Our dysfunctional system: Both doctors and patients are at fault

I do not argue with my patients.  Rather, I teach, outline options and explain my point of view, as each person must choose their path.  However, the other day, Audrey and I got in a tiff when she was in the office to discuss her breast cancer.  We had an enthusiastic discussion not of chemotherapy, x-rays or surgical options.  Nope, we disagreed about what is wrong with healthcare.

It seems to me that the primary cause of dysfunctional medicine in this country is in my face every morning.  Big Pharma?  No. The United States government? Nope. Insurers?  Not really.  How about capitalism verses humanism?  A distant second.  No, the major cause, the big problem, the central failure in healthcare is doctors.

Nothing in medicine happens without a doctor’s order.  Nothing.  Directly or indirectly, every pill administered, test ordered, patient admitted, hospital built or insurance payment processed, was ordered by a physician. We have the ultimate power and can control or change medicine, if we wish. Therefore, everything good in medicine we created.  However, everything bad is also our fault.

If the pharmaceutical companies make too much money on copycat drugs, selling them at too high a price and pushing them on patients without adequate research or safety trials, physicians write the prescriptions.  If insurance companies put restrictions on over ordering of tests, so that the whole system bogs down in pre-certifications and denials, it is because doctors do not emphasize quality over quantity.

If hospitalizations are too long, it is the physician’s failure to discharge.  If antibiotic resistance and iatrogenic infections are sky rocking, it is physician’s failure to be conservative in antibiotic use. If there is too much emphasis on crisis medicine and fighting disease, and too little lifestyle prevention, this is the medicine doctors practice.

We have always controlled it all, but by failing to use that control to keep cost down, limit unneeded testing, police our own and by jumping on every shinny new technology, no matter the cost or the unknown side effect, we have failed to live up to the Hippocratic goal of the finest care. Moreover, the occasional rotten physician, who builds their practice on big bucks, taints the barrel.

Audrey says I am wrong.  She thinks that blaming doctors is a copout.  Audrey believes that there is only one person responsible for healthcare and the problems are all their fault.  That person is the patient. She believes that healthcare and healthy living are every person’s responsibility.  Patient’s demand excessive, expensive and ineffective care.  Patients fail to practice basic preventive medicine, such as exercise, good diet, rest and not smoking.  Patients, instead of working with their doctors, threaten them with malpractice humiliation, producing an adversarial relationship instead of a team.  It is patients that fail to understand their bodies and do not take the time to comprehend their medical problems, so that instead of leading in their own care, are lead blindly down the wrong path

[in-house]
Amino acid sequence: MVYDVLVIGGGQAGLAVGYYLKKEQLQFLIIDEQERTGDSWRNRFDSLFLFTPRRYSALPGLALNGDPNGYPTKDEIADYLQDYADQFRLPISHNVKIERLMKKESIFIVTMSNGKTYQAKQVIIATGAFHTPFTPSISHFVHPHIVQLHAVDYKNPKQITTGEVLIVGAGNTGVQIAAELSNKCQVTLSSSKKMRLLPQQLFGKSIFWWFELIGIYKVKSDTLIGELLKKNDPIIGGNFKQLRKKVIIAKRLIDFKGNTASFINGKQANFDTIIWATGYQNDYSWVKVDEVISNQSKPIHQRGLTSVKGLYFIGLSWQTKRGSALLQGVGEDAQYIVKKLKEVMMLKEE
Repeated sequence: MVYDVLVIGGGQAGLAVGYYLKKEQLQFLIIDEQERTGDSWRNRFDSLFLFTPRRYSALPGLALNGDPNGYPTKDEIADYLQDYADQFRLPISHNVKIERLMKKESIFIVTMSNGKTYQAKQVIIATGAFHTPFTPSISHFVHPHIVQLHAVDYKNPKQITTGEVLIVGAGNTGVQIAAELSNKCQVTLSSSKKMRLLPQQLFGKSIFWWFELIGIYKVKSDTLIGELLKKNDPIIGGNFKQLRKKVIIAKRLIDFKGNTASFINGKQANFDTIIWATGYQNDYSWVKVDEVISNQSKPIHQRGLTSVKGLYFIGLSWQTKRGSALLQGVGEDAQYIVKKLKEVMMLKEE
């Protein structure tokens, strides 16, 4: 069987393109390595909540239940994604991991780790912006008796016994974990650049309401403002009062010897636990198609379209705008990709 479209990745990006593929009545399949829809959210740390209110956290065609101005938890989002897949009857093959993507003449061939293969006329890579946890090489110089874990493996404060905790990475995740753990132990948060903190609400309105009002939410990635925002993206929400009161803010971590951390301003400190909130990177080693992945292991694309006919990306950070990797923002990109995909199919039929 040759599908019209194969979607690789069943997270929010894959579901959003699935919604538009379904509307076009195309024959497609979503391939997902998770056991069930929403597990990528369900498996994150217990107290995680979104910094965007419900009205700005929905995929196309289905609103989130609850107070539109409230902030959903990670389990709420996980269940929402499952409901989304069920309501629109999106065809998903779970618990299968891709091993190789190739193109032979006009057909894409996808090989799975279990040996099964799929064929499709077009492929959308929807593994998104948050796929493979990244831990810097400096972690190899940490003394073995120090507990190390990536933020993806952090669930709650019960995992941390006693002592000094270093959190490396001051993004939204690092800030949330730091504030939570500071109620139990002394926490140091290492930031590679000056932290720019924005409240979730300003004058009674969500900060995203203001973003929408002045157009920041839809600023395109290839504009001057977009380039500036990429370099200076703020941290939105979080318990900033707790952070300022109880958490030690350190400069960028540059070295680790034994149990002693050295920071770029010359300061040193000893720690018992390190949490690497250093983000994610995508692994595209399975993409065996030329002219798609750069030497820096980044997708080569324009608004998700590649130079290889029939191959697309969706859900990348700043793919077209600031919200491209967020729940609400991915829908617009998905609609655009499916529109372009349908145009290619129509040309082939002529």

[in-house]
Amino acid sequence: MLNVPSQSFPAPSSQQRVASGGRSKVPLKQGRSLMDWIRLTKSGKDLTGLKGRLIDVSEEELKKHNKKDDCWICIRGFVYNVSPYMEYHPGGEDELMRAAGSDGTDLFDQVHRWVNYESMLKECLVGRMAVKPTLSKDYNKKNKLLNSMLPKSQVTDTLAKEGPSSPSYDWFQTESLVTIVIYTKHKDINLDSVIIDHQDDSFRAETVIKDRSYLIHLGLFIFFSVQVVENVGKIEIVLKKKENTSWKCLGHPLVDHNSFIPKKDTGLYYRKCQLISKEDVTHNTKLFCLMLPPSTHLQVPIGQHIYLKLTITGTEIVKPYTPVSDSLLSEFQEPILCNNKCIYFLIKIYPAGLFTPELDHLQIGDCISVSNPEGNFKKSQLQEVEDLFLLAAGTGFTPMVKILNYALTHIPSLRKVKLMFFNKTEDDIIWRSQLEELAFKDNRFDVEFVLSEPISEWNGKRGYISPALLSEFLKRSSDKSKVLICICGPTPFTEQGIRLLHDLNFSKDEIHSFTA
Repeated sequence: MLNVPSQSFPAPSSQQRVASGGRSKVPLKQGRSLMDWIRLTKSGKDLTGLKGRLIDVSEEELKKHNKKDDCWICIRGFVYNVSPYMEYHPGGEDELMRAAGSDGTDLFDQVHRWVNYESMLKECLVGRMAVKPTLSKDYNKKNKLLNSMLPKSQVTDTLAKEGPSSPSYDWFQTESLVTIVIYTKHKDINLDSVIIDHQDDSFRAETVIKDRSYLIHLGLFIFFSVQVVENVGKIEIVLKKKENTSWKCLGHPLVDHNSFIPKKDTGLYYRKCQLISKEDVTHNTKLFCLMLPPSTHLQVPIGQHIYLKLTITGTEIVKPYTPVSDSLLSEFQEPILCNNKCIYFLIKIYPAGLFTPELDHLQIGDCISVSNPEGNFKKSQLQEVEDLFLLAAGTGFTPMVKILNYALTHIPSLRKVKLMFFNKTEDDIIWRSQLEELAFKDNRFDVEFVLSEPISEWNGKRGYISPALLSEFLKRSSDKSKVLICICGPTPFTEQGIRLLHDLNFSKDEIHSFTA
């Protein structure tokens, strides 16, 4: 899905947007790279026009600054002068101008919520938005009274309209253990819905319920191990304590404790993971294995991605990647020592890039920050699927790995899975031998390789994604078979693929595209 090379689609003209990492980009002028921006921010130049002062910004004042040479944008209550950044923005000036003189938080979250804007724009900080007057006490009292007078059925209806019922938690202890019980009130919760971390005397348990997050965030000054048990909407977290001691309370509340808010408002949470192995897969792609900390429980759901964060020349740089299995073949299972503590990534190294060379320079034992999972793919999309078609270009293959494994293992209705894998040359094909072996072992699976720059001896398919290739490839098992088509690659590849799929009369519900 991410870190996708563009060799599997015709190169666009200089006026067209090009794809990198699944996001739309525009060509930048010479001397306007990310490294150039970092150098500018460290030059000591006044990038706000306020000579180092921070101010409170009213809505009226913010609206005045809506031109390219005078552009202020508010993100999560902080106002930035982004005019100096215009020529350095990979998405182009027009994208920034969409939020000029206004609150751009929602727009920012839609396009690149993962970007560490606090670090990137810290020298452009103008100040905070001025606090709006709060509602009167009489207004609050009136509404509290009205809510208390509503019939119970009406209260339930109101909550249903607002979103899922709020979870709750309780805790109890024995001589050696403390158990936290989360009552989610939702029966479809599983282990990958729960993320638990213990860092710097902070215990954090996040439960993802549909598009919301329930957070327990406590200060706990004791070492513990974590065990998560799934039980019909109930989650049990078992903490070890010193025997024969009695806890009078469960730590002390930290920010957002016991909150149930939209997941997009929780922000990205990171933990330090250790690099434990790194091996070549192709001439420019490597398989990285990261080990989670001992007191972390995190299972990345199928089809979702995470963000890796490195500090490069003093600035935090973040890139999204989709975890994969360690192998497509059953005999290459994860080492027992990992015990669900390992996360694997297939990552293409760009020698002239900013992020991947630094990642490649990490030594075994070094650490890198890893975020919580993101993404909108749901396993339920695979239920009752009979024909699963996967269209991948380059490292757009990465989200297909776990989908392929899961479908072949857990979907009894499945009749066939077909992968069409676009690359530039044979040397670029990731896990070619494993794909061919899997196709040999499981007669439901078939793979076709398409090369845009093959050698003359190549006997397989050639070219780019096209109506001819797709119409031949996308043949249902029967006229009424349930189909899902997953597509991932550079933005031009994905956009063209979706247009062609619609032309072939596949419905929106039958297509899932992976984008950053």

Audrey believes that if patients did not always look for the newest, brightest and most exciting cutting edge therapy, that if they emphasized good basic care, that patients would avoid bizarre complications, confusing outcomes and out of control medical bills. If patients understood science and disease better, they would be more effective consumers and avoid quackery and confusion.

Finally, Audrey contends that patients must not see precious healthcare resources as a commodity over which to fight, but should work together to assure that every person has access to the medical treatment they need. Audrey said that if patients did not deny that bad things happen and that miracles are rare, and instead focus on achievable outcomes and on quality of life, that healthcare would be appropriate, available and affordable.

Of course, in the end, we are both wrong … and we are both right.  The future will only be one of quality, compassion, low cost and healthy living, if patients and doctors work together.  Whatever their good intentions, we cannot depend on any other player in the healthcare space to have a full understanding of the issues that each person experiences in achieving and keeping health.  The penultimate expression of the physician–patient relationship must be this: working together to build healthy lives for everyone.

James C. Salwitz is an oncologist who blogs at Sunrise Rounds.

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